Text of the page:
Forum for Science, Industry and Business

Sponsored by:     3M 
Search our Site:

 

Understanding nature's most striking colors

16.09.2015

Researchers show how natural materials like plant cellulose can self-assemble into surfaces with stunning optical properties -- including shiny iridescence and colors that change depending on the humidity

The tulip called Queen of the Night has a fitting name. Its petals are a lush, deep purple that verges on black. An iridescent shimmer dances on top of the nighttime hues, almost like moonlight glittering off regal jewels.


The Queen of the Night tulip displays an iridescent shimmer caused by microscopic ridges on its petals that diffract light.

Credit: S. Vignolini/


A schematic of cellulose fibers in the cholesteric phase. The fibers in a single layer align in a single direction. Travelling through multiple layers, the axis of orientation of the fibers spins in a circle.

Credit: Abigail Malate

Certain rainforest plants in Malaysian demonstrate an even more striking color feature: Their iridescent blue leaves turn green when dunked in water.

Both the tulip's rainbow sparkle and the Malaysian plants' color change are examples of structural color -- an optical effect that is produced by a physical structure, instead of a chemical pigment.

Now researchers have shown how plant cellulose can self-assemble into wrinkled surfaces that give rise to effects like iridescence and color change. Their findings provide a foundation to understand structural color in nature, as well as yield insights that could guide the design of devices like optical humidity sensors. The researchers describe their results in a paper in The Journal of Chemical Physics, from AIP Publishing

Starting with Twisting Cellulose

Cellulose is one of the most abundant organic materials on Earth. It forms a key part of the cell wall of green plants, where the cellulose fibers are found in layers. The fibers in a single layer tend to align in a single direction. However, when you move up or down a layer the axis of orientation of the fibers can shift. If you imagined an arrow pointing in the direction of the fiber alignment, it would often spin in a circle as you moved through the layers of cellulose. This twisting pattern is called a cholesteric phase, because it was first observed while studying cholesterol molecules.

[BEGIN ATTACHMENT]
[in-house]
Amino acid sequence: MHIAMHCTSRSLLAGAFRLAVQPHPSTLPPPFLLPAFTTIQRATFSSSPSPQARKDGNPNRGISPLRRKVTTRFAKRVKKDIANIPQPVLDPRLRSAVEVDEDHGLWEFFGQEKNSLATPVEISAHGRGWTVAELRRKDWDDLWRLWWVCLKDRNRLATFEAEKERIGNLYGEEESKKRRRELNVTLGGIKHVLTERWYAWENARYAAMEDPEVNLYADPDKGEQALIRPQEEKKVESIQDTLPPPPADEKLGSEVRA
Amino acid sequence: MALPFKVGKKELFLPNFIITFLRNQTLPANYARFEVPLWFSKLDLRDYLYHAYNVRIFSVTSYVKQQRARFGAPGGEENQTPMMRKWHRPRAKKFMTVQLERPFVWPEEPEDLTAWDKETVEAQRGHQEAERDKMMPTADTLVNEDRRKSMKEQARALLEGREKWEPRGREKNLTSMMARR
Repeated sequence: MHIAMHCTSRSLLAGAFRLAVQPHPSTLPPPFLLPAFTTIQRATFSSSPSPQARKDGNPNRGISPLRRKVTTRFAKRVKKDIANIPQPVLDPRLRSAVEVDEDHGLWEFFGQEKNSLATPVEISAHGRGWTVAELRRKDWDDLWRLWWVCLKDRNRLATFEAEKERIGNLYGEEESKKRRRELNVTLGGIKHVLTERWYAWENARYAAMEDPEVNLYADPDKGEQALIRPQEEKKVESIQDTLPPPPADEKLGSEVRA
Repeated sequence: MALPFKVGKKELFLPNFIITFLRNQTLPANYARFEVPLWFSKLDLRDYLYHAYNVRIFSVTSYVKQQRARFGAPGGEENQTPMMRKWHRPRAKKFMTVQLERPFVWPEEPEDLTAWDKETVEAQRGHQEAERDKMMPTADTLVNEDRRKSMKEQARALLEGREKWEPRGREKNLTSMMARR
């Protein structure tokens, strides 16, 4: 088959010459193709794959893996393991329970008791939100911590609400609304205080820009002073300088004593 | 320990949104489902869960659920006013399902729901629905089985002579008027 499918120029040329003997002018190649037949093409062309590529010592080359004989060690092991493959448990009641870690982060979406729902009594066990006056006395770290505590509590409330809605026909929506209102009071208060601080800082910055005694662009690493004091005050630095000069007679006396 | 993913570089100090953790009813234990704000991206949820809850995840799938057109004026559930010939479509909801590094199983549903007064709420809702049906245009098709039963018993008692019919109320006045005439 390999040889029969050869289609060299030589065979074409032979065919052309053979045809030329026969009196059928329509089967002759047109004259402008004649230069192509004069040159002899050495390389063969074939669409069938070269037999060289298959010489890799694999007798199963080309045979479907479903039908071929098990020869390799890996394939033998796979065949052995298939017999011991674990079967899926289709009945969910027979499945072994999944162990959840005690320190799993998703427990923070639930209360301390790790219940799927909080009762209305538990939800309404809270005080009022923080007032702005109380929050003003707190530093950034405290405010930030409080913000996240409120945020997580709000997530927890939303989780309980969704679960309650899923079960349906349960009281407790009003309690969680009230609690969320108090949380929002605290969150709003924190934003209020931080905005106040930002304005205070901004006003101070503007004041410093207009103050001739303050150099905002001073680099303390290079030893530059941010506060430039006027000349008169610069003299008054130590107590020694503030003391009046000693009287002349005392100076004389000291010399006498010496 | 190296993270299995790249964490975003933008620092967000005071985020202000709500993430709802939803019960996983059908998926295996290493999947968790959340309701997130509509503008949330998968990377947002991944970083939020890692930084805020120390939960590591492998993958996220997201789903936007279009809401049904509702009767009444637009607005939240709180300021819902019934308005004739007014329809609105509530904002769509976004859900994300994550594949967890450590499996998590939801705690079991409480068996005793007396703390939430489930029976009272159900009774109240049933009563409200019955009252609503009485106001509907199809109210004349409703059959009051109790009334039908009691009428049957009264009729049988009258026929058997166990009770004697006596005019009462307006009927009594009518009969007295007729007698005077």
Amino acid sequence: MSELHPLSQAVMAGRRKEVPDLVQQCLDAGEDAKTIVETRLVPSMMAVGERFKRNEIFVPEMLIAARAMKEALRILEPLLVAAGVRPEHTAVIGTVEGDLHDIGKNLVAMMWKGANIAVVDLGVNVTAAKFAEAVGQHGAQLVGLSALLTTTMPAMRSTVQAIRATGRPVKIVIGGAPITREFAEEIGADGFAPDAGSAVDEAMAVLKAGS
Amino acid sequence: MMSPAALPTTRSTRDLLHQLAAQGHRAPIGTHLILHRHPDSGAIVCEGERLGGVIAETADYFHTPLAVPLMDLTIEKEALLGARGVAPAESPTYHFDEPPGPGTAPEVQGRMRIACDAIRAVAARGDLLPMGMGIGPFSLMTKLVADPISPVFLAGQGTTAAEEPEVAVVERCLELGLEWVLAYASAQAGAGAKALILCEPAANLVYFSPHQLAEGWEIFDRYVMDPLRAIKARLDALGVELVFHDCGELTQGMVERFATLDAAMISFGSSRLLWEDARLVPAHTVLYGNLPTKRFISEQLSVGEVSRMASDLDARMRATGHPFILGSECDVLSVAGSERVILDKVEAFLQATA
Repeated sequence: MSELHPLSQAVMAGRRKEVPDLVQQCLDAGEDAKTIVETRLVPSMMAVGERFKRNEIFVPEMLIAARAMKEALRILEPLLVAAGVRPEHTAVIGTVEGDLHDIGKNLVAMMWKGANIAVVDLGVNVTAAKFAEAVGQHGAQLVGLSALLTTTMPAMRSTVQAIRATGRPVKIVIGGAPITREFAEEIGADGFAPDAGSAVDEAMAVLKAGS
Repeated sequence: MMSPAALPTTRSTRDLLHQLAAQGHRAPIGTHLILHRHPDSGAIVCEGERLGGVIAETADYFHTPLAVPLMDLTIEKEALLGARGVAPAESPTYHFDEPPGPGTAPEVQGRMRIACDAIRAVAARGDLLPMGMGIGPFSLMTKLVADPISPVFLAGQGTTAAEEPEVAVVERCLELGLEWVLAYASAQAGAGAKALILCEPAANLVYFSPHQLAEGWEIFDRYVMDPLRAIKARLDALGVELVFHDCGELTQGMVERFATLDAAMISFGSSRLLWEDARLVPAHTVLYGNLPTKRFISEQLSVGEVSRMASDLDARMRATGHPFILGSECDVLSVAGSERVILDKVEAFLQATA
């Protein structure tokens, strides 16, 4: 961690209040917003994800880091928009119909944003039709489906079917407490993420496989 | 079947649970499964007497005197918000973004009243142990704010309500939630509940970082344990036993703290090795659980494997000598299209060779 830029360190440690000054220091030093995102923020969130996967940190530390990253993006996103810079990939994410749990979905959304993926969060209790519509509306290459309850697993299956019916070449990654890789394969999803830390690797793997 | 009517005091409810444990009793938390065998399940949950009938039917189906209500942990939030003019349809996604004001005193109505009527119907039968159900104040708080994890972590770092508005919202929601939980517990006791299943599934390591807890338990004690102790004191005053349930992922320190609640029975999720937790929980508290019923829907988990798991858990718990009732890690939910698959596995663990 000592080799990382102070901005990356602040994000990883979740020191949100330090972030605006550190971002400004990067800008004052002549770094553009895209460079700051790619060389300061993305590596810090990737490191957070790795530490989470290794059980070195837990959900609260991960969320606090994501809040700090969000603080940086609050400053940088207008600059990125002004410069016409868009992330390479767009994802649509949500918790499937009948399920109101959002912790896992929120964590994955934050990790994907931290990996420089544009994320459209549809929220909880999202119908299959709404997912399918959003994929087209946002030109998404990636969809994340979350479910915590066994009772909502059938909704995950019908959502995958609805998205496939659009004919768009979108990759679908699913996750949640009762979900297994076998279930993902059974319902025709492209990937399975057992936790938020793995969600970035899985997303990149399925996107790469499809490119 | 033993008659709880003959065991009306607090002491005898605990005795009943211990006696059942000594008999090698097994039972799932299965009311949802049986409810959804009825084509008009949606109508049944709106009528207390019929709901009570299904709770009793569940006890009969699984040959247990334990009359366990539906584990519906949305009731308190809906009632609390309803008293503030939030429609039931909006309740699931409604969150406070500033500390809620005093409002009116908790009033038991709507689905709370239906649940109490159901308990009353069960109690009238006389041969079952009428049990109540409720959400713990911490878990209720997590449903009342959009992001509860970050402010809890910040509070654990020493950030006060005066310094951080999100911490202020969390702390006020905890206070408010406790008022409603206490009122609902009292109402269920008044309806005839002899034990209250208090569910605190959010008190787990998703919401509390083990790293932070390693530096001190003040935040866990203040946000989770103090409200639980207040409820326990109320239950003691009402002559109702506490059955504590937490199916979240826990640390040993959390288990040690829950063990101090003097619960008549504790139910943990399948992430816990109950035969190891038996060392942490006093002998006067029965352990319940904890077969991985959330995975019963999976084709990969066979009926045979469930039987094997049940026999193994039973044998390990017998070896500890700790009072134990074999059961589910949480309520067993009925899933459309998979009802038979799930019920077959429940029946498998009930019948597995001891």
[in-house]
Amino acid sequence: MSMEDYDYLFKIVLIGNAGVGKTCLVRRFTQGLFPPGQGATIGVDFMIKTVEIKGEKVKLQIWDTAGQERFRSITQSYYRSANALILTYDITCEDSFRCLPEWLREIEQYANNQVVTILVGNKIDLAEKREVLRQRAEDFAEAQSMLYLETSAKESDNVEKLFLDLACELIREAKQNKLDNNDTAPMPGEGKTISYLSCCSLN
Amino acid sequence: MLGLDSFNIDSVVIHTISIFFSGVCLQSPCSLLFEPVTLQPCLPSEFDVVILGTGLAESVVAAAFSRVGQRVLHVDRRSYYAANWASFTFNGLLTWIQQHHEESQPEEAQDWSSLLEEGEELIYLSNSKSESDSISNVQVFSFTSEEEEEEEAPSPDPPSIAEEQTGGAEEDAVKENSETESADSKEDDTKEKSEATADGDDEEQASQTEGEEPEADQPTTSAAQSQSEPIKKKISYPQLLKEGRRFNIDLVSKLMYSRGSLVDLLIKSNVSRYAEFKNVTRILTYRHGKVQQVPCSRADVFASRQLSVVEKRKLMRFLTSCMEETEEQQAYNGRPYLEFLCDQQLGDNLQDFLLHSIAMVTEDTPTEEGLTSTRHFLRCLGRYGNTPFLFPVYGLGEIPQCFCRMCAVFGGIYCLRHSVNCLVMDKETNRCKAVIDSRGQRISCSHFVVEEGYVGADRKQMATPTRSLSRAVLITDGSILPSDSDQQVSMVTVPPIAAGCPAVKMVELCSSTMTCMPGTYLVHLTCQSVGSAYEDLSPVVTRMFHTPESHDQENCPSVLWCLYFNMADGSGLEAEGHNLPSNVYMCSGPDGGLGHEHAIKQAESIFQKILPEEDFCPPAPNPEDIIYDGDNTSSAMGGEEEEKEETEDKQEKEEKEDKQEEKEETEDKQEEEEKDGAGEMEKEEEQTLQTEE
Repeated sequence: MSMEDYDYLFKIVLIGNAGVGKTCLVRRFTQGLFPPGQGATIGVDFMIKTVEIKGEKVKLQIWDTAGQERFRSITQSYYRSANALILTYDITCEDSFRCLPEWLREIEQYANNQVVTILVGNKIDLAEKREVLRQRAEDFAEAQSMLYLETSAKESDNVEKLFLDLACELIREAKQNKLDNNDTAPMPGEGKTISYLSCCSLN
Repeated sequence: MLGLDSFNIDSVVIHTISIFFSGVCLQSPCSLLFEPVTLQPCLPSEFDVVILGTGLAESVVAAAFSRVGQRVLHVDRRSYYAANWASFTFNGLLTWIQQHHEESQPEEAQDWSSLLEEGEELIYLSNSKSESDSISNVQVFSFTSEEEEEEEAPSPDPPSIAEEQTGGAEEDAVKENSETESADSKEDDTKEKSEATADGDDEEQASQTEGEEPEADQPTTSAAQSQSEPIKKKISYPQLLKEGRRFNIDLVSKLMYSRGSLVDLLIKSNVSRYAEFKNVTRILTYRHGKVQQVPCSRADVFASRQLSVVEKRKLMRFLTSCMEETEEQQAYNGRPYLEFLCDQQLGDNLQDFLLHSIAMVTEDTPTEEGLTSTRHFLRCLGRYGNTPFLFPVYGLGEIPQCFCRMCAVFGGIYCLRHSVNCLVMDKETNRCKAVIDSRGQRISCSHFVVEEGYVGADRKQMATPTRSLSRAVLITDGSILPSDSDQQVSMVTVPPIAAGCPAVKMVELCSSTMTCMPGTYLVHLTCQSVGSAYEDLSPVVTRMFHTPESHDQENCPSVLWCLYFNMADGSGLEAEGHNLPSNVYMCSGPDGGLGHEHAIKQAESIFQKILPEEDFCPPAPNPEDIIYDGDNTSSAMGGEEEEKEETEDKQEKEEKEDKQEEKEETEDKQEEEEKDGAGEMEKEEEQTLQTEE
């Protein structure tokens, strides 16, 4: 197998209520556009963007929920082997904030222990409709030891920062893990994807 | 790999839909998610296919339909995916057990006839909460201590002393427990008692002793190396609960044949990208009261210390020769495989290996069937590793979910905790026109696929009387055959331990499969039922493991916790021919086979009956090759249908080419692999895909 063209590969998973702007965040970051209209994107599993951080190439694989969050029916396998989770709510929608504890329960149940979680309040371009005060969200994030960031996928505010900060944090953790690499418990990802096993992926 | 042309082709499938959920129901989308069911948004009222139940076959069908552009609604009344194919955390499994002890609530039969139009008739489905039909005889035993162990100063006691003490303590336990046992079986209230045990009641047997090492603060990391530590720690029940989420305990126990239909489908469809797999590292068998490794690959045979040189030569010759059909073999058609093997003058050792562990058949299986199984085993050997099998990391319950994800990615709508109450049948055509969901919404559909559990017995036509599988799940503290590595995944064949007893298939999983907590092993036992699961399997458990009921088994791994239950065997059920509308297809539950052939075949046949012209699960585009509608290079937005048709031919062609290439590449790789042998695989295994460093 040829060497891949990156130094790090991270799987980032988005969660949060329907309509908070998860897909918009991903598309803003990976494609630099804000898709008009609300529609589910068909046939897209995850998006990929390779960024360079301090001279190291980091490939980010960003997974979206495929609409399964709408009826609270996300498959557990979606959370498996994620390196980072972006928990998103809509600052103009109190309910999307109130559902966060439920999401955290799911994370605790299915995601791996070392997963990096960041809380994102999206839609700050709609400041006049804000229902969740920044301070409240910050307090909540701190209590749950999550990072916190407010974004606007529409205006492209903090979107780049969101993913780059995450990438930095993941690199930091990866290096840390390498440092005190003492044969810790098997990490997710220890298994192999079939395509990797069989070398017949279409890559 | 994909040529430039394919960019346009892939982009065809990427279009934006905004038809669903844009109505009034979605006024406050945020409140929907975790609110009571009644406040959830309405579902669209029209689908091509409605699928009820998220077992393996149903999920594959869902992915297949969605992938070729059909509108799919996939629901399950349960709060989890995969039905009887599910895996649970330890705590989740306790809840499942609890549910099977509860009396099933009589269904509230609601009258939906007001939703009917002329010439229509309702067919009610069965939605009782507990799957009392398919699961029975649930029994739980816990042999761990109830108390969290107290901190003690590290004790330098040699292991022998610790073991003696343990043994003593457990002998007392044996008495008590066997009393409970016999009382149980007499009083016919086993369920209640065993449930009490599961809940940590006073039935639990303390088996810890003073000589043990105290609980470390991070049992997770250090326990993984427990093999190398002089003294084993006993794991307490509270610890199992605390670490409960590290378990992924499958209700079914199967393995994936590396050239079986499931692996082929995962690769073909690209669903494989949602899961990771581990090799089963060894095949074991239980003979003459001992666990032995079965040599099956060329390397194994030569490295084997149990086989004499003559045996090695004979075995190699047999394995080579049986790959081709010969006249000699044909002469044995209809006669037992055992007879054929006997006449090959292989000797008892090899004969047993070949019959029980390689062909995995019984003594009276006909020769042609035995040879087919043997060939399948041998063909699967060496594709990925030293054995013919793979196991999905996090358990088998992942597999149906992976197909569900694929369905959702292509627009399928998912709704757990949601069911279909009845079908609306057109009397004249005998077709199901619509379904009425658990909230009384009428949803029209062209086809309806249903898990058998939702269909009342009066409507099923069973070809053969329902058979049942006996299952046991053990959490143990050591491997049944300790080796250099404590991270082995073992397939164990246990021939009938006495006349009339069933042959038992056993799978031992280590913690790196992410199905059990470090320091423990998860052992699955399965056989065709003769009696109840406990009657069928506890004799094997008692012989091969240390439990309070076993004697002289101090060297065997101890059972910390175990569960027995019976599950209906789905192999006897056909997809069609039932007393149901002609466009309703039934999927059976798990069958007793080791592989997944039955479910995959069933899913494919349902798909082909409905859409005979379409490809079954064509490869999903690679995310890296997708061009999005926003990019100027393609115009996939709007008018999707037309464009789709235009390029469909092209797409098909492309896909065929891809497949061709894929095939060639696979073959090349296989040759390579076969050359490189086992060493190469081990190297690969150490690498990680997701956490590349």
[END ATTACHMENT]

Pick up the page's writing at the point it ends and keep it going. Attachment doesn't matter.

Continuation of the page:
Scientists think that cellulose twists mainly to provide strength. "The fibers reinforce in the direction they are oriented," said Alejandro Rey, a chemical engineer at McGill University in Montreal, Canada. "When the orientation rotates you get multi-directional stiffness."

Rey and his colleagues, however, weren't primarily interested in cellulose's mechanical properties. Instead, they wondered if the twisting structure could produce striking optical effects, as seen in plants like iridescent tulips.

The team constructed a computational model to examine the behavior of cholesteric phase cellulose. In the model, the axis of twisting runs parallel to the surface of the cellulose. The researchers found that subsurface helices naturally caused the surface to wrinkle. The tiny ridges had a height range in the nanoscale and were spaced apart on the order of microns.

The pattern of parallel ridges resembled the microscopic pattern on the petals of the Queen of the Night tulip. The ridges split white light into its many colored components and create an iridescent sheen -- a process called diffraction. The effect can also be observed when light hits the microscopic grooves in a CD.

The researchers also experimented with how the amount of water in the cellulose layers affected the optical properties. More water made the layers twist less tightly, which in turn made the ridges farther apart. How tightly the cellulose helices twist is called the pitch. The team found that a surface with spatially varying pitch (in which some areas were more hydrated than others) was less iridescent and reflected a longer primary wavelength of light than surfaces with a constant pitch. The wavelength shift from around 460 nm (visible blue light) to around 520 nm (visible green light) could explain some plants' color changing properties, Rey said.

Insights into Nature and Inspiration for New Technologies

Although proving that diffractive surfaces in nature form in the same way will require further work, the model does offer a good foundation to further explore structural color, the researchers said. They imagine the model could also guide the design of new optical devices, for example sensors that change color to indicate a change in humidity.

"The results show the optics [of cholesteric cellulose] are just as exciting as the mechanical properties," Rey said. He said scientists tend to think of the structures as biological armor, because of their reinforcing properties. "We've shown this armor can also have striking colors," he said.

###